The administration also faces pressure on Capitol Hill, where key U.S. lawmakers are demanding that Egypt do more to halt the Hamas attacks or risk losing billions of dollars in U.S. military and economic aid.
Sen. Lindsey Graham (R-S.C.), a leading conservative voice on foreign policy, warned Egypt on Sunday to “watch what you do and how you do it.… You’re teetering with the Congress on having your aid cut off if you keep inciting violence between the Israelis and the Palestinians.”
Sen. Carl Levin (D-Mich.), a frequent White House ally who is chairman of the Senate Armed Services Committee, said Egypt’s efforts to resolve the crisis had been “pretty weak so far, from what I can tell.”
U.S. aid is one of the few levers the United States still has to influence Egypt, and administration officials said they would strongly resist efforts to cut it off.
The strife has also created strains in U.S. relations with Turkey. Obama considers the government in Ankara central to administration efforts in Syria and Iran, and he has carefully nurtured ties with Prime Minister Recep Tayyip Erdogan.
Yet Erdogan has denounced Washington for supporting what U.S. officials say are Israel’s efforts to defend itself and to halt rocket attacks from Gaza.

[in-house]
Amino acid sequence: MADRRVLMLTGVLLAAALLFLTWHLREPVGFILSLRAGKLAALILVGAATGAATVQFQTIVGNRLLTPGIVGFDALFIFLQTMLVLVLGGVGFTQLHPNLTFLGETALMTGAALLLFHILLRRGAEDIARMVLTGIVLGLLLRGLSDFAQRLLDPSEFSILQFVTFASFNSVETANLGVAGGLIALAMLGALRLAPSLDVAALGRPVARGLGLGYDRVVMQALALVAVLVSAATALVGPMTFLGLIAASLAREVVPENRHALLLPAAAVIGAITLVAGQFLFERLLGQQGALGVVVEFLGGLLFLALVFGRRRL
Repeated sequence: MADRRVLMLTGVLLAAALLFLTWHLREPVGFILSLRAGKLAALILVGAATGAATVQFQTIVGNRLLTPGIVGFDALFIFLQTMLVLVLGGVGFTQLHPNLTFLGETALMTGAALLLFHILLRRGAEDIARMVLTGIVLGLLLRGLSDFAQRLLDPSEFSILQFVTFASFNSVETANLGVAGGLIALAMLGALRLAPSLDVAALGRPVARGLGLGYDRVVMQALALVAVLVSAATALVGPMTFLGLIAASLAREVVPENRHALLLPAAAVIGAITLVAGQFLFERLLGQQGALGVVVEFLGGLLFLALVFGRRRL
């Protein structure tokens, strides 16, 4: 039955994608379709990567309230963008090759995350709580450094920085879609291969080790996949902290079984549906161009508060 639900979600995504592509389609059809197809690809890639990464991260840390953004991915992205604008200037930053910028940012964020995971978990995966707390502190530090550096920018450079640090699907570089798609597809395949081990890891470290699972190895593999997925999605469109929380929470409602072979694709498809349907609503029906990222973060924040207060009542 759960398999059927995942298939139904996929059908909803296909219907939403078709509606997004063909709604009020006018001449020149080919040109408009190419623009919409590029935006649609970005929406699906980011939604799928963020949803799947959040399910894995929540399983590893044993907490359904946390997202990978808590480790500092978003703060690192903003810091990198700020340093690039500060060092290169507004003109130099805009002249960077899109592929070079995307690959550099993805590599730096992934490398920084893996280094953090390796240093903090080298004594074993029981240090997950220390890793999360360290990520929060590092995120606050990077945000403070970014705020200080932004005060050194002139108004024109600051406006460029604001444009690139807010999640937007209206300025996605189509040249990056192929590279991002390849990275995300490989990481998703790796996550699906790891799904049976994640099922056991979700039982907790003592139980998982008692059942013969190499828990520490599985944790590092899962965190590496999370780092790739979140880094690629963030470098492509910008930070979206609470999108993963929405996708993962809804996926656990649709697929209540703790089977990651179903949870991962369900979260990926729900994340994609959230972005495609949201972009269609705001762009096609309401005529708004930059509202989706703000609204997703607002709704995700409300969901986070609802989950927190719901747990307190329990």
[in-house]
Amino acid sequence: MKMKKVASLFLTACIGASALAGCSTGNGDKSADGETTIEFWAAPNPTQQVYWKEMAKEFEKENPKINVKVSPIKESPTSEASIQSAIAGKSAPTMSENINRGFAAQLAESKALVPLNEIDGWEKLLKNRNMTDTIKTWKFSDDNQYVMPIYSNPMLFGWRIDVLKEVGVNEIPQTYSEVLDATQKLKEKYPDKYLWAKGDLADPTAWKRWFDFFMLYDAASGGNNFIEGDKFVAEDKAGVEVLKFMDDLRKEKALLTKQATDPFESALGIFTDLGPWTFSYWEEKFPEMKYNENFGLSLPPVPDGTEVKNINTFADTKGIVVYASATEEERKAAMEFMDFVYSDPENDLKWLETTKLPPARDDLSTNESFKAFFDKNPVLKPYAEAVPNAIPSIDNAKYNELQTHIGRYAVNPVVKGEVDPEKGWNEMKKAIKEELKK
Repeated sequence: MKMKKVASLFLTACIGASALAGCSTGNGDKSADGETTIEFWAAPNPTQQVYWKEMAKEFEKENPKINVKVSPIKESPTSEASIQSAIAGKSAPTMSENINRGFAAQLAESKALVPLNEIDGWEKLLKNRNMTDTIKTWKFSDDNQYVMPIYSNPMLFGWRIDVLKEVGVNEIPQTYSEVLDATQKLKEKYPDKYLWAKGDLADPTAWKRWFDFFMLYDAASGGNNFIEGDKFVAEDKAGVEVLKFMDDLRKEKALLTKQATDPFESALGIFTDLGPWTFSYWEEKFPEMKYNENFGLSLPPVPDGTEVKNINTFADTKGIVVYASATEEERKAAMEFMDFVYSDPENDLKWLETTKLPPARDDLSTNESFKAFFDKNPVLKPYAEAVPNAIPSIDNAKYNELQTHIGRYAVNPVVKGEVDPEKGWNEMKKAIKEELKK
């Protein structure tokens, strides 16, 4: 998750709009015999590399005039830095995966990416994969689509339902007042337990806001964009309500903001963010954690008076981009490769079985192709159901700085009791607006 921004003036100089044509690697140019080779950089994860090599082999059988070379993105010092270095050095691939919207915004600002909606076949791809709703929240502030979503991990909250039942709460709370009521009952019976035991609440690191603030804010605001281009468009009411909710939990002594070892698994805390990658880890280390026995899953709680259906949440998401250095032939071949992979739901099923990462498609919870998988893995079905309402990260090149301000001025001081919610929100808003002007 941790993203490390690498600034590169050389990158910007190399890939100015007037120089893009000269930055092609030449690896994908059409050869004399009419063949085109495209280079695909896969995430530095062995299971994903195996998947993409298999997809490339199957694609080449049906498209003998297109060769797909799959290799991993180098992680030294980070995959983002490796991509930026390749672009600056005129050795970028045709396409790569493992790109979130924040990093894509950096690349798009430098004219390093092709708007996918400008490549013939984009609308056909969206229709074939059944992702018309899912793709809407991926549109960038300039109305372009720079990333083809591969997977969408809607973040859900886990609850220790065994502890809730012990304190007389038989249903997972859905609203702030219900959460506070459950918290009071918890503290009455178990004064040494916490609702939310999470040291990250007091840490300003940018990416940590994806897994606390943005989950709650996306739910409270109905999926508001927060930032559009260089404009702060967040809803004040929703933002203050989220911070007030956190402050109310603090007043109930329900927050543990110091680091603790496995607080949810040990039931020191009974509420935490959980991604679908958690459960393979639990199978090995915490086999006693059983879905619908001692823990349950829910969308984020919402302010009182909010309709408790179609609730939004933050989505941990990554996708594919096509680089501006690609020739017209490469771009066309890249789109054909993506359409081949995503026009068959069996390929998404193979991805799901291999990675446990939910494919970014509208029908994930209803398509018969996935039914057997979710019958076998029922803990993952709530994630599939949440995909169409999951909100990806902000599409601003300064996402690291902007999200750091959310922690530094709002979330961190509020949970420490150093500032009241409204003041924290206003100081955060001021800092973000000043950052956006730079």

“Israel is the aggressor,” Erdogan told an Islamic group Monday in Istanbul.
On Syria, the United States and its allies have criticized Russia and China for supporting President Bashar Assad’s military crackdown on antigovernment forces. The conflict there has killed an estimated 20,000 civilians.
Hamid said it would appear to people in much of the Islamic world that in Gaza, it’s the U.S. that is enabling the killing of Palestinians. “The Russians and Chinese don’t look like such bad guys anymore.”
Moreover, if the United States appears to be giving Israel unconditional backing in an unpopular conflict, he said, “it becomes harder and harder for Arabs and Turks to stand with the United States.”
The conflict also could ease international pressure on Iran to curb its disputed nuclear program, a top priority for the administration. Iran is a longtime supporter of Hamas, and may gain credibility in some countries for its hostility toward Israel.
The conflict has also threatened America’s moderate Palestinian allies, the Palestinian Authority and its president, Mahmoud Abbas, at least in the short term. Abbas and the Palestinian Authority control the West Bank, while the Hamas movement controls Gaza.
As Arab and other leaders visit Gaza to meet with Hamas leaders, “the message to the Palestinian people is that those who cooperate with Israel don’t get attention and backing, and those who stand up to Israel do,” said Robert Danin, a longtime U.S. diplomat in the Middle East.
The crisis increases pressure on Abbas to seek an enhancement of the status of the Palestinian territories at the United Nations. The United States, Israel and European countries have opposed that effort, saying it will alienate Israel and reduce chances for an Israeli-Palestinian peace deal.
Now ordinary Palestinians will say to moderate leaders, “Hamas has taken action — what have you done?” said Danin, who is now with the Council on Foreign Relations. “This will make it that much harder for Abbas to avoid that course.”